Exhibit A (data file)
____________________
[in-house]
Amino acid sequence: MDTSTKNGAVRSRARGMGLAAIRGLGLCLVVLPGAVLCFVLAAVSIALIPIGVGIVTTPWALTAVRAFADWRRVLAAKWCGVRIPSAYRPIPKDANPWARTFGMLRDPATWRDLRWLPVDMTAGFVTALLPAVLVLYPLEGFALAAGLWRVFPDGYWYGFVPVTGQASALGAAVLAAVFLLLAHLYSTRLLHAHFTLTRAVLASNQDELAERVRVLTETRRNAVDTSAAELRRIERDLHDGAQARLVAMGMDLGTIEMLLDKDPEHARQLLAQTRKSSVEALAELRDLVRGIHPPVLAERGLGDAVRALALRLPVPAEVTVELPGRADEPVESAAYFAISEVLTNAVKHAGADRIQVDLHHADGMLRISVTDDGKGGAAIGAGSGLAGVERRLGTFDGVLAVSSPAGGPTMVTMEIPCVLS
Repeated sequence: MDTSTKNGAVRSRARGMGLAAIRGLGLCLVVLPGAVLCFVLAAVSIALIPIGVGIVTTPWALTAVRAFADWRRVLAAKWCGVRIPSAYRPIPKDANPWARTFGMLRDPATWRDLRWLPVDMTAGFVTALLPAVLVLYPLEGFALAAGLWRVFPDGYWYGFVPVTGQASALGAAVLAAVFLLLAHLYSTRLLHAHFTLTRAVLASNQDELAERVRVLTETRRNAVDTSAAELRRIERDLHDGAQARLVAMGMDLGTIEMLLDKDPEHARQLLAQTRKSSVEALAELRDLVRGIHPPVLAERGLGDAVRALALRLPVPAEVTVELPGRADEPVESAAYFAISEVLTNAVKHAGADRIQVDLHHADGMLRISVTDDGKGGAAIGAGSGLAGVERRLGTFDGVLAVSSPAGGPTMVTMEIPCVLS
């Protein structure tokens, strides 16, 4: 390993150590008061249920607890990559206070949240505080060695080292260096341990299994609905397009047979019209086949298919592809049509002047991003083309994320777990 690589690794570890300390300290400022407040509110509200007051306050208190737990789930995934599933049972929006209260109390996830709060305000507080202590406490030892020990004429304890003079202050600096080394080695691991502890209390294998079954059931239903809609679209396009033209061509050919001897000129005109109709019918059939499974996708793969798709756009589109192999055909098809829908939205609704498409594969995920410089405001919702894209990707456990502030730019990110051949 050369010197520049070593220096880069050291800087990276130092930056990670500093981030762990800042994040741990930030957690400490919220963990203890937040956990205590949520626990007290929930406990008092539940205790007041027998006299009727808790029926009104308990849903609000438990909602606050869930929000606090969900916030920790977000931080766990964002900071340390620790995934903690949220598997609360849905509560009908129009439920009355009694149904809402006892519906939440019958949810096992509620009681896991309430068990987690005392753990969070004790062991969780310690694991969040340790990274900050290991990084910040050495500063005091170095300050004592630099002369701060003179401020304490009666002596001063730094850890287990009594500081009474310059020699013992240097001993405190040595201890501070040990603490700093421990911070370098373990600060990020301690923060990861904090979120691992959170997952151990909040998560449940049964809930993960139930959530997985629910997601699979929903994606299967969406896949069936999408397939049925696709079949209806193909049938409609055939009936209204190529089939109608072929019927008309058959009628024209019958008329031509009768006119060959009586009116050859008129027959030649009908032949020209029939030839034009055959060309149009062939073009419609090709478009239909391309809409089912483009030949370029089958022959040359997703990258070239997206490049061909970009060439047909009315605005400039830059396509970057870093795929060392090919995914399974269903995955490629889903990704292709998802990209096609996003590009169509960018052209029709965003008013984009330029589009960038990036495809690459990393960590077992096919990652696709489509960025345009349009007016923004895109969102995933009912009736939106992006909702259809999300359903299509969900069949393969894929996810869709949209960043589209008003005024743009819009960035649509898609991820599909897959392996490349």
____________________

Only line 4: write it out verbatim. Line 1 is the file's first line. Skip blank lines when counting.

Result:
């Protein structure tokens, strides 16, 4: 390993150590008061249920607890990559206070949240505080060695080292260096341990299994609905397009047979019209086949298919592809049509002047991003083309994320777990 690589690794570890300390300290400022407040509110509200007051306050208190737990789930995934599933049972929006209260109390996830709060305000507080202590406490030892020990004429304890003079202050600096080394080695691991502890209390294998079954059931239903809609679209396009033209061509050919001897000129005109109709019918059939499974996708793969798709756009589109192999055909098809829908939205609704498409594969995920410089405001919702894209990707456990502030730019990110051949 050369010197520049070593220096880069050291800087990276130092930056990670500093981030762990800042994040741990930030957690400490919220963990203890937040956990205590949520626990007290929930406990008092539940205790007041027998006299009727808790029926009104308990849903609000438990909602606050869930929000606090969900916030920790977000931080766990964002900071340390620790995934903690949220598997609360849905509560009908129009439920009355009694149904809402006892519906939440019958949810096992509620009681896991309430068990987690005392753990969070004790062991969780310690694991969040340790990274900050290991990084910040050495500063005091170095300050004592630099002369701060003179401020304490009666002596001063730094850890287990009594500081009474310059020699013992240097001993405190040595201890501070040990603490700093421990911070370098373990600060990020301690923060990861904090979120691992959170997952151990909040998560449940049964809930993960139930959530997985629910997601699979929903994606299967969406896949069936999408397939049925696709079949209806193909049938409609055939009936209204190529089939109608072929019927008309058959009628024209019958008329031509009768006119060959009586009116050859008129027959030649009908032949020209029939030839034009055959060309149009062939073009419609090709478009239909391309809409089912483009030949370029089958022959040359997703990258070239997206490049061909970009060439047909009315605005400039830059396509970057870093795929060392090919995914399974269903995955490629889903990704292709998802990209096609996003590009169509960018052209029709965003008013984009330029589009960038990036495809690459990393960590077992096919990652696709489509960025345009349009007016923004895109969102995933009912009736939106992006909702259809999300359903299509969900069949393969894929996810869709949209960043589209008003005024743009819009960035649509898609991820599909897959392996490349």